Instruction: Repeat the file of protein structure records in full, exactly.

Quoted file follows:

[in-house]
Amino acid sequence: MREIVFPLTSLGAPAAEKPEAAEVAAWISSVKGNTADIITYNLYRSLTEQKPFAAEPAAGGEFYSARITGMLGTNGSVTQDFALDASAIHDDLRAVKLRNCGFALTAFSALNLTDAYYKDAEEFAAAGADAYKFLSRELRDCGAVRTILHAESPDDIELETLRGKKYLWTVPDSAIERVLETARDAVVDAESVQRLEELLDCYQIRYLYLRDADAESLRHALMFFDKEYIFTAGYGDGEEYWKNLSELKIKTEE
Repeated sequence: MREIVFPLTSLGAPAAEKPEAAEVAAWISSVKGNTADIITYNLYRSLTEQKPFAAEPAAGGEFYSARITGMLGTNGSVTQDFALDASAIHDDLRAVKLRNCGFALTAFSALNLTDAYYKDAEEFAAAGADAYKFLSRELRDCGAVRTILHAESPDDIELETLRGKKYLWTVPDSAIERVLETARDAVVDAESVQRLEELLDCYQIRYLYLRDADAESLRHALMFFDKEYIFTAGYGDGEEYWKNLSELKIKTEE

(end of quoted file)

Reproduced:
[in-house]
Amino acid sequence: MREIVFPLTSLGAPAAEKPEAAEVAAWISSVKGNTADIITYNLYRSLTEQKPFAAEPAAGGEFYSARITGMLGTNGSVTQDFALDASAIHDDLRAVKLRNCGFALTAFSALNLTDAYYKDAEEFAAAGADAYKFLSRELRDCGAVRTILHAESPDDIELETLRGKKYLWTVPDSAIERVLETARDAVVDAESVQRLEELLDCYQIRYLYLRDADAESLRHALMFFDKEYIFTAGYGDGEEYWKNLSELKIKTEE
Repeated sequence: MREIVFPLTSLGAPAAEKPEAAEVAAWISSVKGNTADIITYNLYRSLTEQKPFAAEPAAGGEFYSARITGMLGTNGSVTQDFALDASAIHDDLRAVKLRNCGFALTAFSALNLTDAYYKDAEEFAAAGADAYKFLSRELRDCGAVRTILHAESPDDIELETLRGKKYLWTVPDSAIERVLETARDAVVDAESVQRLEELLDCYQIRYLYLRDADAESLRHALMFFDKEYIFTAGYGDGEEYWKNLSELKIKTEE